Stay Forever: Was Warhammer at that time a British thing?

Richard Leinfellner: Entirely, entirely. I think they had a couple of licensed outlets in the States. This is before the Internet, so you can’t just google it! So, we’d have to say: “There’s this store in San Francisco, this place, you can go and have a look at it.” That was it! They physically had to go there, you couldn’t just google it! So, a lot of persuading had to be done that this was really a thing, because they were used to doing big licenses. So, it was seen as a quaint British thing for them.

Stay Forever: So, they were essentially humouring you.

Richard Leinfellner: Well, there is a degree of that, because having worked for American companies pretty much my working life, there’s very much a not-made-here syndrome, if it’s not made in America, it always seen as being second class. They think we don’t understand the market, we don’t understand the culture, we don’t understand the football and it’s the same pretty much in Japan as well! But we persevered and we got it through.

Stay Forever: Was this part of a grander plan, so of a multiple games license or was it just tipping the toes in the water?

Richard Leinfellner: I think we had to option to do a sequel, so there was always the possibility of doing a sequel.

Stay Forever: Andy Jones, whom you already mentioned, was involved. Was he a liaison from Games Workshop?

Richard Leinfellner: He was, largely. So, I dealt with Phil on the commercial side, so the licensing agreement and the deals and Andy was the day-to-day approvals person. We had to get everything approved by them. Every single graphic had to be approved. They gave us loads of reference. There were so good! They wanted us to do a really good job, so we got loads of kits and we got all the models we needed. They were fantastic to work with, really generous with their time, especially Andy! So, he played the game. He wasn’t just sitting back, but for a large part, they let us get on with it, really. I think they accepted we knew what we were doing.

Stay Forever: Mindscape and Mindscape as a developer had no experience with that type of game.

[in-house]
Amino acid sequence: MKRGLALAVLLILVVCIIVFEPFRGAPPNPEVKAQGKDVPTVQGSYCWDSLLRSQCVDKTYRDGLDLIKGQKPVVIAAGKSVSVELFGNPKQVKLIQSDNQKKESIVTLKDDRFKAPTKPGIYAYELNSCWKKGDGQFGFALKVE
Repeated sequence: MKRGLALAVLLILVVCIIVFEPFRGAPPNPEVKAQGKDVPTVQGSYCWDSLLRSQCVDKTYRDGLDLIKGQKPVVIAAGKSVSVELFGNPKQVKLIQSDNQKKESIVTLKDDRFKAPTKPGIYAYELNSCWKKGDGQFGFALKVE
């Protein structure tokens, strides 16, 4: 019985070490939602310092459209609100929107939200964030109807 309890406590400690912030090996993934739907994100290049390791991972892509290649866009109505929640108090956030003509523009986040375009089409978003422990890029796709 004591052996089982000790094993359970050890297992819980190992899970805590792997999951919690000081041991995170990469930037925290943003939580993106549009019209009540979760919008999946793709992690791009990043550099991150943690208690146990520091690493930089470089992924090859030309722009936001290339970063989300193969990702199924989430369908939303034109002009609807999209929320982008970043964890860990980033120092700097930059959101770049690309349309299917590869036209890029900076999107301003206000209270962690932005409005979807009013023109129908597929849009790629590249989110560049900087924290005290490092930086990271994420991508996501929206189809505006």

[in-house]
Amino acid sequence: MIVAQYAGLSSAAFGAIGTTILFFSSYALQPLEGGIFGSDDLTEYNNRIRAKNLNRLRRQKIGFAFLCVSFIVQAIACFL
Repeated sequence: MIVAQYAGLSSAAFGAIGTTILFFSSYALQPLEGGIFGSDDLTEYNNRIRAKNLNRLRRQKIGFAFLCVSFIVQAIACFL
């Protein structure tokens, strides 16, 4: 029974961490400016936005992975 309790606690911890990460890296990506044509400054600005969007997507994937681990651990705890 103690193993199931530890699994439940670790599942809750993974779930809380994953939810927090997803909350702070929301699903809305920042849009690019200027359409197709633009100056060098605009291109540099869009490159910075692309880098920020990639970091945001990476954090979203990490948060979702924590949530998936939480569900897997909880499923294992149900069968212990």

Richard Leinfellner: No, but one of the companies that Mindscape acquired quite early on was a company called SSI. They used to do things like Panzer General. They had an understanding of the RTS market. SSI was a wholly-owned subsidiary of Mindscape and actually what happened really was the management of SSI running the development of Mindscape.

Stay Forever: So, you had somebody to go to for technology or for design or for just a general feel for a strategy game?

Richard Leinfellner: Not really. To be honest, my methodology in those days was just not to get on the radar, so we don’t get cancelled. A lot of times, we showed them what we had to show and tried to just get through the day without getting cancelled. If you’re an executive at a video game company, your biggest threat is always… a lot of people think the threat is external competition, but if the company is big enough, your biggest threat is the person in the next office or the person across the water, who wants your budget.

Stay Forever: Especially when you’re in a faraway land and the management is in the US.

Richard Leinfellner: Exactly and it’s not seen as their baby. Say for example it is very successful; they don’t get credit for it. So, there’s a degree of that.

Stay Forever: What was your role exactly? So, you were the head of the team and the producer, but you are also credited for programming?

Richard Leinfellner: Yeah, so my background is programming, but it turns out I was quite good at management and the reason I was credited with programming is that I was probably the best bug fixer inside Mindscape in the UK, so when there was a nasty bug, they’d come to me and went: “Richard, this keeps crashing…” And then I’d sit down and figure it out, so I introduced some systems like memory management and stuff like that. This is the biggest thing we ever built. So, if you build something really big, you have to think differently. It is not just a cartridge which is 8K or 16 whatever. It is a massive thing with loads of assets. So, I did some of the systems, did a lot of the bug fixing, but it’s also the time, actually, I sat in an office one day after just fixing a really nasty bug and feeling really good with myself and I said to myself: “I have to stop doing this.” Because if I’m programming, it’s just me having a reserve parachute in case I fail at producing, because I can always go back to programming, if I’m a failed producer. So, that day I actually deleted my C compiler and I stopped programming and I no longer fixed bugs for people, so that’s when I decided to become a business person, really.

Stay Forever: A business person, yeah. But that’s hard to let go, the skills that brought you there!

Richard Leinfellner: Guess what I’m doing now, I’m back to my hobby: programming! Right? What goes around comes around. It’s in the blood.

Stay Forever: How did you go about the technology? I read things about Silicon Graphics.

Richard Leinfellner: To be honest, everything was home-built. We built everything directly onto the GDI graphics subsystem. Silicon Graphics, that was the Nintendo 64 days, when they told you to program on Nintendo 64, you needed to have a Silicon Graphics machine. Do we spend 250K on two of them? No! One of them was 250K. And literally within a year it was propping open a door. It was totally the worst money we ever spent. But no, we didn’t use those. We didn’t use them for that. We just used the usual tools. I think it was Microsoft C or something.